The Jewish New Year, known as Rosh Hashanah, which translates to “head of the year” in Hebrew, is quickly approaching. It’s a festive holiday (on the heels of the more somber Yom Kippur holiday) and, like most happy events, is celebrated with copious amounts of food. Many dishes are sweet (cue in apples dipped in honey) to garner a sweet new year or round (symbolizing the seasons or cycle of life). This year, the two-day holiday begins on Monday, September 26, and ends at sundown, Tuesday, September 27. We’ve gathered some of the holiday’s must-eats and where to best enjoy them.
Round Challah Bread
One of the few good things about the pandemic is that it allowed Miamians to fully embrace their love of bread. After all, there’s nothing more comforting than digging into a freshly baked loaf’s warm, yeasty goodness. Judaism has long understood this, with the traditional challah served every Friday night to welcome in the Sabbath holy day of rest. For Rosh Hashanah, the venerated braided loaf transforms into a sphere and is often dotted with raisins to convey the message of a sweet new year. Beloved bakeries like Wynwood’s Zak the Baker will offer circular loaf varieties (pre-orders and pick up after noon on September 25). True Loaf in Miami Beach offers a hearty selection of plain, sesame, chocolate, and — as a nod to the orchard fruit dipped in honey, apple. Head to North Miami for the self-proclaimed “King of Challah” bakery Sonny’s to pick up generous loaves of fluffy, flavorful bread, so good it’s a challenge not to devour entirely in the car ride. Be sure to pre-order (they go fast) and ask about the guava challah. Are you looking to maximize time and pick up chicken soup and mushroom bourekas? Then Kosher Kingdom in Aventura beckons. The expansive kosher supermarket has it all: from meats, veggies–even sushi—along with a bakery rolling out fresh baked goods that include large challah.
Synonymous with Jewish cooking, brisket—defined by butchers as one of nine primal beef cuts. For those without the time (or overbearing grandmother) to cook the meat over hours in a slow-cooker, and are not adhering to Kosher guidelines, barbecue joints where brisket is big is one way to go. (Pro-tip, order for takeout, and serve at the holiday dinner table.) Spots like Hometown Barbecue, La Traila Barbecue, or Tropical Smokehouse up in Palm Beach are winners. Wild Fork, the Doral-based high-end grocery store specializing in frozen meats and seafoods, offers a Traditional Jewish Style Brisket that makes even the most novice home cook look like a pro.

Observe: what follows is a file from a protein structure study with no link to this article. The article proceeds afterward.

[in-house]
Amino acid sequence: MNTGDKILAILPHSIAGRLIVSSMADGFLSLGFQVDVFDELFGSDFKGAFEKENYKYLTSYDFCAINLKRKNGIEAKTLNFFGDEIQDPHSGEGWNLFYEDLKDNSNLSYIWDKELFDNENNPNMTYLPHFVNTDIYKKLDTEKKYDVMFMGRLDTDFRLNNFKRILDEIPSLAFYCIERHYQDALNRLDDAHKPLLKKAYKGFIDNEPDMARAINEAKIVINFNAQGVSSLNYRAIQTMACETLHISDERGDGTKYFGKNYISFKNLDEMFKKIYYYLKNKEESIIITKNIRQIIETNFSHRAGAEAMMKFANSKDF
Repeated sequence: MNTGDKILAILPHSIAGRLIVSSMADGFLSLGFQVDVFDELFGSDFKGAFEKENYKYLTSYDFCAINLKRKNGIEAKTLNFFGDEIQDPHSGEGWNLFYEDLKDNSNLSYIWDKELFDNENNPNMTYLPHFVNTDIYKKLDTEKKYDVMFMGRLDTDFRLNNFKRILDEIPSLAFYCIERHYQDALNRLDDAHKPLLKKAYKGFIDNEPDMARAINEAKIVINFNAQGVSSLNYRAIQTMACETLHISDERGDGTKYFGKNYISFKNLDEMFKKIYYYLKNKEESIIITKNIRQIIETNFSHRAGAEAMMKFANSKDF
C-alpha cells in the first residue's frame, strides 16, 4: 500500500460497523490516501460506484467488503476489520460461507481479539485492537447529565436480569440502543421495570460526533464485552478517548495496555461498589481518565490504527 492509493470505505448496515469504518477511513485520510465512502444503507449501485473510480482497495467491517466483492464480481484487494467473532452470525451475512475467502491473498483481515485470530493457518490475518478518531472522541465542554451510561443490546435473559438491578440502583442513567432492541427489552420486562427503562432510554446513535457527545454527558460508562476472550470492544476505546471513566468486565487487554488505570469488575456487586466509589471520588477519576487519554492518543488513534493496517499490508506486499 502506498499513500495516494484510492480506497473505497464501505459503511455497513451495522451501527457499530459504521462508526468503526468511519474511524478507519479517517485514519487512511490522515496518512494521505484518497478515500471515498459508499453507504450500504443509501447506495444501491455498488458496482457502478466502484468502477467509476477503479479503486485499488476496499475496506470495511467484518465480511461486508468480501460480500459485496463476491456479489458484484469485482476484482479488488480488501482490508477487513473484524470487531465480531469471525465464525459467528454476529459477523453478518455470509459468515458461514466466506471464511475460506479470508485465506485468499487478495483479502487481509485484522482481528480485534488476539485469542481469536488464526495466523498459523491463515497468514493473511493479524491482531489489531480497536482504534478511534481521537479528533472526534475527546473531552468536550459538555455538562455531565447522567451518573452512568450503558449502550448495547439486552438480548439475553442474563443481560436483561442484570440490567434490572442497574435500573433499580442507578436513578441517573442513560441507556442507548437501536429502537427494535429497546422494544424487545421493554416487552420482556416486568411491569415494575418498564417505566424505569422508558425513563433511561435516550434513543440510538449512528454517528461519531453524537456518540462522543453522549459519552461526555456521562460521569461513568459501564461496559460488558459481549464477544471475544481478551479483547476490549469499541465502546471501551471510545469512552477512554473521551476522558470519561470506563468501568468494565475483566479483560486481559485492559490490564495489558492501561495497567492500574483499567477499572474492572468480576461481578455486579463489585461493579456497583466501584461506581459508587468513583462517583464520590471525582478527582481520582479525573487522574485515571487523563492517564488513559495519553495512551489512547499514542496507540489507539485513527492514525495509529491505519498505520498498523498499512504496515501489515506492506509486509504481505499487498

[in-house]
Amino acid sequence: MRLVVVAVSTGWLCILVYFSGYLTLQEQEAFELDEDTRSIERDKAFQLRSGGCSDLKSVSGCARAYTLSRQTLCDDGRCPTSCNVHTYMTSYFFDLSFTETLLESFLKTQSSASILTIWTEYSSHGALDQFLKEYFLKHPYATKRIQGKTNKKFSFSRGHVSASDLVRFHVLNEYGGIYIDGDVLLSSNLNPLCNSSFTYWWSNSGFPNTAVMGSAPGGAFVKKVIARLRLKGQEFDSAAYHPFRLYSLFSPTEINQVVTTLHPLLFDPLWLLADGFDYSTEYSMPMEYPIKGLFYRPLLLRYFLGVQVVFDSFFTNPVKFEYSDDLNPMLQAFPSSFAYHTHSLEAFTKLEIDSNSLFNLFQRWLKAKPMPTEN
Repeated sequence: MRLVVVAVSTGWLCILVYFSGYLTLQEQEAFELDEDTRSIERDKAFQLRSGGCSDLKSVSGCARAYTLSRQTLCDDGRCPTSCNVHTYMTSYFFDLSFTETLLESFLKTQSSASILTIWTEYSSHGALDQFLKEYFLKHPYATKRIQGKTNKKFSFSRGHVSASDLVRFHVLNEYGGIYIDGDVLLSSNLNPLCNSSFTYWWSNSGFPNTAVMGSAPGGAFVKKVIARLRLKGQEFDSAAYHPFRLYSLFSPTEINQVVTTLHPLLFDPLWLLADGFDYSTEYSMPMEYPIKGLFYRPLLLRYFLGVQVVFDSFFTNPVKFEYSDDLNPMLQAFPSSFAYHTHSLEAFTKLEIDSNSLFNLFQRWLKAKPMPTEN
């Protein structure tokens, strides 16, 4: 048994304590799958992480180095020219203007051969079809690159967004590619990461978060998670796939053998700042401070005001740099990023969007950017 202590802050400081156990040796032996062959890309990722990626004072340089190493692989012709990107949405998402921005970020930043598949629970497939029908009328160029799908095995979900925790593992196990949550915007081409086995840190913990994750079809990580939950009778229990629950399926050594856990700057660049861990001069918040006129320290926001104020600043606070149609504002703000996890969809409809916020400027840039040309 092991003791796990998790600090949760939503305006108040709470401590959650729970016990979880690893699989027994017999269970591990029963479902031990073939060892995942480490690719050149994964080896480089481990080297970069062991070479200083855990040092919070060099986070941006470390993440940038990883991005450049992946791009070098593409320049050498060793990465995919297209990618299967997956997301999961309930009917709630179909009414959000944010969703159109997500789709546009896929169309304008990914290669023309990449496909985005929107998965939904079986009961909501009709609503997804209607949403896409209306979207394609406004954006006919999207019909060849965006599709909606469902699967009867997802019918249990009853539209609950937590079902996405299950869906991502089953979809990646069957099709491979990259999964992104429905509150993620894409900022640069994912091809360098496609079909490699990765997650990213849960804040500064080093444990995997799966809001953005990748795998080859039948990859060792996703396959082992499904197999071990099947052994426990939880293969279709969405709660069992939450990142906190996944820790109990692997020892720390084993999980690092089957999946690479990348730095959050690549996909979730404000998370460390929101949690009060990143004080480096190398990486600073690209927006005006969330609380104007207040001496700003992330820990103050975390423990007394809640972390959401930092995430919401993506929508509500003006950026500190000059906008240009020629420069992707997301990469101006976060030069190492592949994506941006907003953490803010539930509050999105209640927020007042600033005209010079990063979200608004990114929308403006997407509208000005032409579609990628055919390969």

Don’t want to lift a finger in the kitchen for the special holiday? Abbale Tel-Avivian Kitchen in Miami Beach offers a complete holiday meal that feeds 4 to 6 people and includes challah, hummus, lentil, pomegranate tabouli, Morrocan-style roasted fish, and a chicken and date tagine. Dessert includes apple cake and tahini brownies. Orders must be placed by Friday, September 23, and pick-up is Sunday, 25th, from 11 a.m. to 4 p.m.
Head to Surfside to experience Israeli cuisine at Neya. The modern restaurant opened last month, offering creative renditions of traditional Mediterranean fare (along with an assortment of welcoming cocktails). Dishes like black truffle and wild mushroom polenta, tuna carpaccio with sesame pistachio, sigara borek (white fishy crispy rolls), beef and lamb kofte, and Tel-Aviv seafood paella are all celebratory flavors to welcome in the Jewish New Year
Apples & Honey
No gathering turns away a good pie—particularly apple, which is why Rosh Hashanah, where apple reigns, is the perfect holiday to show up with one from Fireman Derek’s. Packed with fruit and flavor, this is one easy crowd pleaser.
The sweet, golden honey cake often marks the Jewish New Year’s beginning and/or end. Ring in 5783 (the official Jewish year) with a visit to Madruga Bakery for the iconic Rosh Hashanah dessert. While there, grab an apple cake (to hone in the apples-dipped-in-honey message) or an assortment of rugelach. Orders should be made ahead of time and picked up between 9 a.m. and 2 p.m. on Sunday, September 25.